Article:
For a simpler proof using Fubini's theorem, see the references.

Variable limits form

For a monovariant function g:

This follows from the chain rule.

General form with variable limits

Now, set

where a and b are functions of α that exhibit increments Δa and Δb, respectively, when α is increased by Δα. Then,

A form of the mean value theorem, , where a < ξ < b, may be applied to the first and last integrals of the formula for Δφ above, resulting in

Dividing by Δα, and letting Δα → 0, and noticing ξ1a and ξ2b and using the result

yields the general form of the Leibniz integral rule below:

Three-dimensional, time-dependent form

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At time t the surface Σ in Figure 1 contains a set of points arranged about a centroid C(t) and function F(r, t) can be written as F(C(t) + rC(t), t) = F(C(t) + I, t), with I independent of time. Variables are shifted to a new frame of reference attached to the moving surface, with origin at C(t). For a rigidly translating surface, the limits of integration are then independent of time, so:

where the limits of integration confining the integral to the region Σ no longer are time dependent so differentiation passes through the integration to act on the integrand only:

with the velocity of motion of the surface defined by:

This equation expresses the material derivative of the field, that is, the derivative with respect to a coordinate system attached to the moving surface. Having found the derivative, variables can be switched back to the original frame of reference. We notice that (see article on curl ):

and that Stokes theorem allows the surface integral of the curl over Σ to be made a line integral over ∂Σ:

The sign of the line integral is based on the right-hand rule for the choice of direction of line element ds. To establish this sign, for example, suppose the field F points in the positive z-direction, and the surface Σ is a portion of the xy-plane with perimeter ∂Σ. We adopt the normal to Σ to be in the positive z-direction. Positive traversal of ∂Σ is then counterclockwise (right-hand rule with thumb along z-axis). Then the integral on the left-hand side determines a positive flux of F through Σ. Suppose Σ translates in the positive x-direction at velocity v. An element of the boundary of Σ parallel to the y-axis, say ds, sweeps out an area vt × ds in time t. If we integrate around the boundary ∂Σ in a counterclockwise sense, vt × ds points in the negative z-direction on the left side of ∂Σ (where ds points downward), and in the positive z-direction on the right side of ∂Σ (where ds points upward), which makes sense because Σ is moving to the right, adding area on the right and losing it on the left. On that basis, the flux of F is increasing on the right of ∂Σ and decreasing on the left. However, the dot-product v × F • ds = −F × v • ds = −F • v × ds. Consequently, the sign of the line integral is taken as negative.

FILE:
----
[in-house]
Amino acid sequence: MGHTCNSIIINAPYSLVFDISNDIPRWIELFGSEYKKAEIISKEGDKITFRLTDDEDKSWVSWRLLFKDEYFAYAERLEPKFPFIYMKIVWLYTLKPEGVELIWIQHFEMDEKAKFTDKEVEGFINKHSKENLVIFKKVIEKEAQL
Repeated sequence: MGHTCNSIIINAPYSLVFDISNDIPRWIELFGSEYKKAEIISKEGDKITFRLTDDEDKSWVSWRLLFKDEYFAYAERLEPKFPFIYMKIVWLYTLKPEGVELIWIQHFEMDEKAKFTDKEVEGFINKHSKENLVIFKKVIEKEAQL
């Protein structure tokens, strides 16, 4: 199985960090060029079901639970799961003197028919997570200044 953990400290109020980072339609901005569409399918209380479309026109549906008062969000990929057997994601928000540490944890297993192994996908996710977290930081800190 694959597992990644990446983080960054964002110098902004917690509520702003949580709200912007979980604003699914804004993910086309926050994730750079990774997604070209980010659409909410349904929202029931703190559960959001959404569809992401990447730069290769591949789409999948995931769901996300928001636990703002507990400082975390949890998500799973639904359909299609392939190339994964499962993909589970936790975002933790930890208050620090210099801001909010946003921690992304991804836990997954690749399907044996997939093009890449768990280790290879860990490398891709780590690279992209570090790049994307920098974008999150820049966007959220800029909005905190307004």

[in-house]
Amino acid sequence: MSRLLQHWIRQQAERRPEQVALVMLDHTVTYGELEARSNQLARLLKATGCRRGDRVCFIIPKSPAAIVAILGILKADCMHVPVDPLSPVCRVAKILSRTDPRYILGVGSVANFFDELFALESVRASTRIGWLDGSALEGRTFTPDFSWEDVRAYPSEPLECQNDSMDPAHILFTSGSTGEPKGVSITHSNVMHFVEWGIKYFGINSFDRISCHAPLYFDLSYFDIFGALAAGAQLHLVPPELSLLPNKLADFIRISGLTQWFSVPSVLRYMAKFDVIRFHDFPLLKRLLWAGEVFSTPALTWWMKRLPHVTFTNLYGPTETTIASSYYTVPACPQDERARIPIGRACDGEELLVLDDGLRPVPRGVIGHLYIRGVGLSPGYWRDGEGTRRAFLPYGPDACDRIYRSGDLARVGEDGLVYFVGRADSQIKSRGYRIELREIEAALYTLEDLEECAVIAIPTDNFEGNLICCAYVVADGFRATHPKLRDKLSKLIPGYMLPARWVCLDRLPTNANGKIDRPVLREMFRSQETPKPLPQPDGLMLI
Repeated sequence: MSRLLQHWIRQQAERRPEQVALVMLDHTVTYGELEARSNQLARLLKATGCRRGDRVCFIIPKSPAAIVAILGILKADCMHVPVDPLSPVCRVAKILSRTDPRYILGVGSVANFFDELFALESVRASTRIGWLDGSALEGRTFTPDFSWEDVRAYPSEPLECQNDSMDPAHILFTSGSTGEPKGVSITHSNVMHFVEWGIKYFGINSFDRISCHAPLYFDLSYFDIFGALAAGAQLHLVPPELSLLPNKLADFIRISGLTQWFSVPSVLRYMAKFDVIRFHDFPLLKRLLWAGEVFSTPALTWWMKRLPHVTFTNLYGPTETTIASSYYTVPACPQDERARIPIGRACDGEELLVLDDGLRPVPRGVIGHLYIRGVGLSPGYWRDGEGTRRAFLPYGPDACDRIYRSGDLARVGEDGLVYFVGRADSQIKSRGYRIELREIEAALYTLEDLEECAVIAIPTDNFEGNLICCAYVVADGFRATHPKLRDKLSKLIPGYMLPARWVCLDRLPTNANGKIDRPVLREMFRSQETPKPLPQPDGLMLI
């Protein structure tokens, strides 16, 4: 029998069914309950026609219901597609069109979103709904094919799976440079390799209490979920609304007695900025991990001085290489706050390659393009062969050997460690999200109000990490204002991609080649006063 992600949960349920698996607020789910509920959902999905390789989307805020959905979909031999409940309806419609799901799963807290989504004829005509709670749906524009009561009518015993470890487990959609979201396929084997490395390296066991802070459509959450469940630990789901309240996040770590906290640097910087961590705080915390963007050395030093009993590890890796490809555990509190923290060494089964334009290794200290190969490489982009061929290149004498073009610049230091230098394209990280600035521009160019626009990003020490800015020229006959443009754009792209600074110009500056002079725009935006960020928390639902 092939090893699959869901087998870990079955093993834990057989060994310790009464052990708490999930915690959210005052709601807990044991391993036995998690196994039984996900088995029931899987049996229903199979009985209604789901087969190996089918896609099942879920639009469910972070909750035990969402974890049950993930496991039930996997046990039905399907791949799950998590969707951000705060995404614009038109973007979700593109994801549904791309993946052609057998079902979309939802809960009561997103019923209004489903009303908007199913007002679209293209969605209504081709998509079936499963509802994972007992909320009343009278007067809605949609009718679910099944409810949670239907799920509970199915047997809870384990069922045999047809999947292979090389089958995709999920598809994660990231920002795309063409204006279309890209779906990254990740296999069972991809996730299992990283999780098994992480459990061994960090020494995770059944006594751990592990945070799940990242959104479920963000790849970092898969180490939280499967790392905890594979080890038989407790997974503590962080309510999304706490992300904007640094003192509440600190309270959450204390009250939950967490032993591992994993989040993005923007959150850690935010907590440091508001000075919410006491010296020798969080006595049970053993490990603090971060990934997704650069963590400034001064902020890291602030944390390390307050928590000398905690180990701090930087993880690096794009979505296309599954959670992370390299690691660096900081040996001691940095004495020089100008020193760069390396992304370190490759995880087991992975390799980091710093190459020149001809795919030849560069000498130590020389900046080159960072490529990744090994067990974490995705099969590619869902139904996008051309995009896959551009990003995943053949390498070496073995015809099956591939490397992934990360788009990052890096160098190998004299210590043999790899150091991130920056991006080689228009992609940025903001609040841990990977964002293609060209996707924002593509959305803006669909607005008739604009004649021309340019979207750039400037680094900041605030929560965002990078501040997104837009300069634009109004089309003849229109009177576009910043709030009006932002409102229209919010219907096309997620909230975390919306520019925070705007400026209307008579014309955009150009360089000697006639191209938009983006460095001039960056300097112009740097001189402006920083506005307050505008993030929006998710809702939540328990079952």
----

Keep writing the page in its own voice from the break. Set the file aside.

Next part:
If v is a constant,

which is the quoted result. This proof does not consider the possibility of the surface deforming as it moves.

See also

References and notes

  1. Flanders, Harley (June–July 1973). "Differentiation under the integral sign". American Mathematical Monthly 80 (6): 615–627. doi:Article Link on JSTOR

External links